Reading

About Those ‘100 Books To Read Before You Die’ Lists…..

I take online/social media quizzes like many other people. Sometimes you’re waiting for a train or a doctor or school to let out to bring your kids home, and suddenly you’re enticed to find out ‘which’, ‘what’, ‘where’ you either were, are, or should be.

I have found out, over time, what Golden Girl I am, what State I ‘should’ live in, what breakfast meat I am, what my actual mental age is, what I did in a past life, what Star Wars character I am, what type of car I am….etc., etc., etc.

In case you’re wondering, the answers to the above are Sophia, Washington, Bacon (duh!), 38, writer, Yoda, and used.

Okay, I made the last one up.

One of the other online polls I’ve taken is to go through and identify how many selections I have actually read from the ‘100 Books To Read Before You Die’ lists generated by various sources.  On some lists I scored pretty highly, having read more than 60% of the works identified as ‘should reads’. On other lists, more heavily laced with late 20th and early 21st century writings, I’ve scored much lower.  I think the lowest score I got on one was 36 out of 100.

Just as I don’t really subscribe to being Sophia, or Yoda, or have any plans to relocate to the Pacific Northwest, I don’t place a ton of stock in these ‘must read’ lists and immediately make plans to binge buy on Amazon or rush out to Barnes and Noble to max out my credit card on ‘good literature’.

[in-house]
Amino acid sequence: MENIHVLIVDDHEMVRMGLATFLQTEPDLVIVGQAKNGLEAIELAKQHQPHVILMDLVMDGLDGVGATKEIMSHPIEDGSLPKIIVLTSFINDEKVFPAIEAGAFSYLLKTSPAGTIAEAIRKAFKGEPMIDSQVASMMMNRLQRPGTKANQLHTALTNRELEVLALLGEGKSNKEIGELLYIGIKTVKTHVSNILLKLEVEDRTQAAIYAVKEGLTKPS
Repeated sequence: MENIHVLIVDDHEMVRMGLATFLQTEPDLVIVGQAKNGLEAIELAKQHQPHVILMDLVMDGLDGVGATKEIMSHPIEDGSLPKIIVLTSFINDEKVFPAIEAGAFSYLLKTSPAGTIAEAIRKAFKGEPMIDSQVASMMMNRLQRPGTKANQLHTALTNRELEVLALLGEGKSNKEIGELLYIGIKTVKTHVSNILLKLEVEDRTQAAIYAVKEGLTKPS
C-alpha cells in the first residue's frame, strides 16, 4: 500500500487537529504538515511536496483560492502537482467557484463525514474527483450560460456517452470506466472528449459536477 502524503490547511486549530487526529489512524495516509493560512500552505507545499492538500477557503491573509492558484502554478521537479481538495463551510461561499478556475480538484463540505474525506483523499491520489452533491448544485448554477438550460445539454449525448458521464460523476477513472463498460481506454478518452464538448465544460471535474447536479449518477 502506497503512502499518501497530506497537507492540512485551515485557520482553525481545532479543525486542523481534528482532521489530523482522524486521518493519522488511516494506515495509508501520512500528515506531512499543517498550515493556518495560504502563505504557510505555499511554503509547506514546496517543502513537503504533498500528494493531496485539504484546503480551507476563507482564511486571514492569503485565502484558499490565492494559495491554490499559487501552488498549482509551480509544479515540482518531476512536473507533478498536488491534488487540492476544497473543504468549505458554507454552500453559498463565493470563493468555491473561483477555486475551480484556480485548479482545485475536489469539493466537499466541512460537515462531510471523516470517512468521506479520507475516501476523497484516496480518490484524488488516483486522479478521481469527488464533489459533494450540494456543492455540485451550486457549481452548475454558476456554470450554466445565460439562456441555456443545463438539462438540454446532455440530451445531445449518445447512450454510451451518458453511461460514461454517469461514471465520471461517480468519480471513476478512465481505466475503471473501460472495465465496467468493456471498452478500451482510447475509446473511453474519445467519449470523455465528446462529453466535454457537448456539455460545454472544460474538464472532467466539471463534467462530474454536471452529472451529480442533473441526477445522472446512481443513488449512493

Sure, I’ve read a high percentage of the novels listed as ‘classics’ on these lists.  Crime and Punishment, Count of Monte Cristo, Great Expectations, etc. As an adult I’ve read more than half of Dickens’ major works, I’ve read several of Dostoevsky’s major works, I’ve dabbled in Dumas, heralded Hardy, and even slogged through Moby Dick (which incidentally bored me to no end, but I finished it anyway). I love Jules Verne, and only wish I could find more well-translated copies of his works (in hardcover), and I am a big fan of the works of Wilkie Collins.

But honestly…so what? I also read Steve Berry’s ‘Cotton Malone’ series, James Rollins’ ‘Sigma Force’ novels….Anne Rice’s vampires, witches, and werewolves have enthralled me for more than 20 years now, I have begun reading the ‘Left Behind’ series, and Miss Peregrines Home For Peculiar Children is a SPECTACULAR read at any age, even if it’s billed as a young adult novel.

Some of the works on these lists are, to me, suspect as to how they wound up there.  I’m not a literature snob, I read ‘schlock’ as much as the next person. One selection on the list in particular, Da Vinci Code, while a very interesting subject, is one of the worst written books I’ve ever picked up.  I find it to be the literary equivalent of a Justin Bieber song, and anyone who knows me knows my feelings on that subject as well. I have never read any of the Twilight series; which I refer to as Transylvania 90210, nor have I read any of the Harry Potter series, though I love the films.

These inclusions on some of the lists lead me to say that, while I really don’t judge anyone by what they read (even if I call it Transylvania 90210), and more to the point I don’t judge anyone by what I read…..I have to wonder exactly ‘why’ some of these books and authors are on these lists. Why should ‘everyone’ (per their account) read them before they die?

This is where the lists fail to really explain themselves to me, and why I don’t take them all that seriously.  Moby Dick appears on most of them, and I still wish I could get back the six weeks of my life it took me to finish it, thinking to myself ‘this HAS to get better before it ends…it simply HAS to….’

To me…..it didn’t.  Therefore, I began to wonder why that and so many other books are deemed books that we, as a society, ‘should’ read before we die.

Why?